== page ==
notice of proposed members and designated members on registration of an LLP (under the LLP Regulations 2009);
list of persons authorised to accept service and permanent representatives of an overseas company on registration (under the Overseas Companies Regulations 2009);
notices of appointment, change of details and termination of directors and secretaries (under the Companies Act 2006);
notices of appointment, change of details and termination of members and designated members of an LLP (under the LLP Regulations 2009);
notice of the appointment, change of details or termination of a person authorised to accept service or permanent representative of an overseas company (under the Overseas Companies Regulations 2009);
notice of change of a company's registered office (under the Companies Act 2006), or an LLP’s registered office (under the Limited Liability Partnerships Act 2000), and a notice of the change of a UK establishment address of an overseas company (under the Overseas Companies Regulations 2009).


11. What happens then?

On receipt of an application, the registrar will write giving notice to:

all the directors and secretaries of the company (known to the registrar at the time of the application);
the designated members of the LLP (known to the registrar at the time of the application);
the company's or LLP’s registered office, or in the case of an overseas company to the UK establishment address,
the presenter of the document (if known); and in certain cases
any other person to whom the material relates,
indicating that he intends to remove the material stated in the application from the register unless he receives an objection within 28 days of the date of the issue of the notice. In the case of an overseas company the registrar will also write to every person authorised to accept service and permanent representative; while we will notify the overseas company at its UK establishment address.

If there are no objections, the registrar will remove the material and annotate the register accordingly. If anyone objects to the removal of the material, the process stops. A valid objection will prevent the registrar from removing the material. In such circumstances, the registrar will write to the applicant and all those other persons to whom he had previously given notice, informing them that the rectification had stopped. The applicant may consider either re-applying to the registrar or taking the matter to court and seeking rectification under section 1096 (see chapter 2, question 12 below).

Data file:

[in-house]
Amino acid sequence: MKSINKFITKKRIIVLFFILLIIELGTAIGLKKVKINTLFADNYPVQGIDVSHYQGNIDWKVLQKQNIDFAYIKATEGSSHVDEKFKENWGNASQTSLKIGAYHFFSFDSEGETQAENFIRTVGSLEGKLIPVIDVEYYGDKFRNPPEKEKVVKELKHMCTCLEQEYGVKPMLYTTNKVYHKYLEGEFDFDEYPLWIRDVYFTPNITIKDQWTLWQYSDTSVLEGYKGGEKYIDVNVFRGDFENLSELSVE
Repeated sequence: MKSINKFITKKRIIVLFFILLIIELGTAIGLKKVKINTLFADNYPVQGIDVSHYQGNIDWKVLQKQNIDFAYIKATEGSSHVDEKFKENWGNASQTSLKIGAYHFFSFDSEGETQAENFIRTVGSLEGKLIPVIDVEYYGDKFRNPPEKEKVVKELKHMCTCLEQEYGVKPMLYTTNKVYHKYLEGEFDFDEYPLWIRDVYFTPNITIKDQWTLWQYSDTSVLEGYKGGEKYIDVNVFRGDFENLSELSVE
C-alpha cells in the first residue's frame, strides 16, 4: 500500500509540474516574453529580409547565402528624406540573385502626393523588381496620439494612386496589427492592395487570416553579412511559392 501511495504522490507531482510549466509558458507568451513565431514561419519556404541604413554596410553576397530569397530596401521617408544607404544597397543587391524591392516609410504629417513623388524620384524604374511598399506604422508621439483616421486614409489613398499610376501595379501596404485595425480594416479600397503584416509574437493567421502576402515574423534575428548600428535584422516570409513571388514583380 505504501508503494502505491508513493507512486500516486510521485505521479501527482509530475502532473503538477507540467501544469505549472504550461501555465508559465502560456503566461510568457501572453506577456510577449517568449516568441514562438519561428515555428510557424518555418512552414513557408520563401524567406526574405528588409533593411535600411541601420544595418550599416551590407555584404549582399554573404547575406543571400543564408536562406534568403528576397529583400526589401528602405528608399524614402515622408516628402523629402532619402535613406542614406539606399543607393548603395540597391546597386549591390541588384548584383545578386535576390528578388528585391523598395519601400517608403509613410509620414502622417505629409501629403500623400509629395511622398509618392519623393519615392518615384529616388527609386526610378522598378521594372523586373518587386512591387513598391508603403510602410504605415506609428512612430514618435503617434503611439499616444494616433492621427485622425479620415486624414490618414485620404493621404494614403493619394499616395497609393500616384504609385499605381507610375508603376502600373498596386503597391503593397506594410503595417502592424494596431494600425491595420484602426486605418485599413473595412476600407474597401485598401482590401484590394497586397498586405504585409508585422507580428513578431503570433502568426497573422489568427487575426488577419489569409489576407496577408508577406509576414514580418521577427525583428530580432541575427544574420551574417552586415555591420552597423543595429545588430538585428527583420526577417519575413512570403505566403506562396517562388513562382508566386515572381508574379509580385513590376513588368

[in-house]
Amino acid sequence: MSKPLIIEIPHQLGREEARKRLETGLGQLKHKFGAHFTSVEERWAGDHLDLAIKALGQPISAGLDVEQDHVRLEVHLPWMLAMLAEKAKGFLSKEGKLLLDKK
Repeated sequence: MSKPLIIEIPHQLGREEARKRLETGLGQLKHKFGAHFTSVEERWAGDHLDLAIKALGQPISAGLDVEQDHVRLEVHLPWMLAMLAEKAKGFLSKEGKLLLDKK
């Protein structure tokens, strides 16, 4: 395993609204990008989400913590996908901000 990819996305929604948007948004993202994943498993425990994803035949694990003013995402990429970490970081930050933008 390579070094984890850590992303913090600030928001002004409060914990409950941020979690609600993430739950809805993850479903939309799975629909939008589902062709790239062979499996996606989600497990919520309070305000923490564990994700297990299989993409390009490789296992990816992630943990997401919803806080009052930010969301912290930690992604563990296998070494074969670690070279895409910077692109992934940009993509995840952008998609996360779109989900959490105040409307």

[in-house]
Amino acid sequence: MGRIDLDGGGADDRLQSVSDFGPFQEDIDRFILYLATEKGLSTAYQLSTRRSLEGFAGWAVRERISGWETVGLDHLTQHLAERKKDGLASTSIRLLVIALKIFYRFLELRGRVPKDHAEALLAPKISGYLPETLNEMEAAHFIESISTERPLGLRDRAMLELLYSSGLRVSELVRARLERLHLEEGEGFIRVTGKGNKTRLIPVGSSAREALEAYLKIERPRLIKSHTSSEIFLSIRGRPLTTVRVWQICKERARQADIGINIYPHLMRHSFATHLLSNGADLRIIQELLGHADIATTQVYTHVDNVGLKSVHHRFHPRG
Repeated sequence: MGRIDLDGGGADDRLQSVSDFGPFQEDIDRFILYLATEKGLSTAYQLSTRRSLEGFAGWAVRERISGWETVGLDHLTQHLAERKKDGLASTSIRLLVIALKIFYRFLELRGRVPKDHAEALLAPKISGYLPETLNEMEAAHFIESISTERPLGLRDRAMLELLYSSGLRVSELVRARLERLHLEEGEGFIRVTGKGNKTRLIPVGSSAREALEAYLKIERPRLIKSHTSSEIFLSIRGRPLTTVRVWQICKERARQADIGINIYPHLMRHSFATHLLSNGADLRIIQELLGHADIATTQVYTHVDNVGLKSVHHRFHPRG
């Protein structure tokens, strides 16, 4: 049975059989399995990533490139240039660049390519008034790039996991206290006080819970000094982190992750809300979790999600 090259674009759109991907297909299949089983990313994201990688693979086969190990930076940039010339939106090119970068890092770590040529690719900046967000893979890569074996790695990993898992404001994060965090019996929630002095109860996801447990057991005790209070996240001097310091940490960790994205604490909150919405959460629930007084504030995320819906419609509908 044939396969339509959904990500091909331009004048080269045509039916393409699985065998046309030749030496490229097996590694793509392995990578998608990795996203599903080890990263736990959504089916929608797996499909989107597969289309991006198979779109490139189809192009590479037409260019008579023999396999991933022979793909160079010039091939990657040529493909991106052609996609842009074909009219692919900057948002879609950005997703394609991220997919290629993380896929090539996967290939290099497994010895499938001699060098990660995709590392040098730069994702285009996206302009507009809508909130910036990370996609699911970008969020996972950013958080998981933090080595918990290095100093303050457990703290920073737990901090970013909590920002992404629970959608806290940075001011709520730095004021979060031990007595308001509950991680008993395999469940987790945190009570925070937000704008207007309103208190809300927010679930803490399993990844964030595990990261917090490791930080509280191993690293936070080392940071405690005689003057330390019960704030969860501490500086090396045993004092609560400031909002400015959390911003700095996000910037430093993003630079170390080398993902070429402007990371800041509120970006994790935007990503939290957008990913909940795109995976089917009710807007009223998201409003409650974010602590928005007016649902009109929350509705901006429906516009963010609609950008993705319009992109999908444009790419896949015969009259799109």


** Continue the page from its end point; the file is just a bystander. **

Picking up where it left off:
The registrar is only able to act in straightforward cases where there is no objection to the proposed removal. The receipt of an objection indicates that there is a dispute as to the facts of a case. The registrar is not able to make a judgement of the rights and wrongs; that is a matter appropriate to the courts under section 1096.

Where the case involves fraudulent filings, the registrar would not normally expect to receive any replacement filings. In the case of factually inaccurate documents he would usually expect a replacement document to correct the register.

Where any material which had legal consequence has been removed from the register, under this process, any person appearing to the court to have sufficient interest can apply to the court for such consequential orders that appear just with respect to the legal affect (if any) to be accorded to the material by virtue of it having appeared on the register.

12. Rectification of the register under court order (Sections 1096 and 1097)

The registrar must remove from the register any material:

that derives from anything that the court has declared to be invalid or ineffective, or to have been done without the authority of the company or LLP; or
that a court declares to be factually inaccurate, or to be derived from something factually inaccurate, or forged; and
that the court directs to be removed from the register.
However the court cannot use this power to rectify where the court has other specific powers to deal with the matter, for example, under provisions of Part 15 of the Act relating to the revision of defective accounts, or sections 873 and 888 (rectification of the register of charges).

The court order must specify what the registrar must remove from the register and indicate where on the register it is. However the court must not order the removal of material whose registration had legal consequences for the company or LLP as appropriate.

its formation;
a change of name;
its re-registration (applies to companies only);
its becoming or ceasing to be a Community Interest Company (applies to companies only);
a reduction of capital (applies to companies only);
a change of registered office;
the registration of a charge, and
its dissolution.
The court can direct the removal a person's registered service address for the purposes of section 1140 of the Act.

However, the court can only order removal in cases where the registration had legal consequences for the company or LLP if it is satisfied that:

the presence of the material has caused, or may cause, damage to the company or LLP; and
the company’s or LLP’s interest in removing the material outweighs the interest of any other person in the material continuing to appear on the register.
The court may also direct that:

the registrar must remove any note on the register which relates to the material which is the subject of the order;
the registrar shall not make available for public inspection the order itself;
the registrar shall make no note on the register as a result of the order; or
any such note is restricted to the matters specified by the court.
The court may only make such directions if it is satisfied that:

the presence of the note or an unrestricted note or the availability of the court order on the register may cause damage to the company or LLP; and
the company’s or LLP’s interest in non-disclosure outweighs the interests of any other persons in disclosure.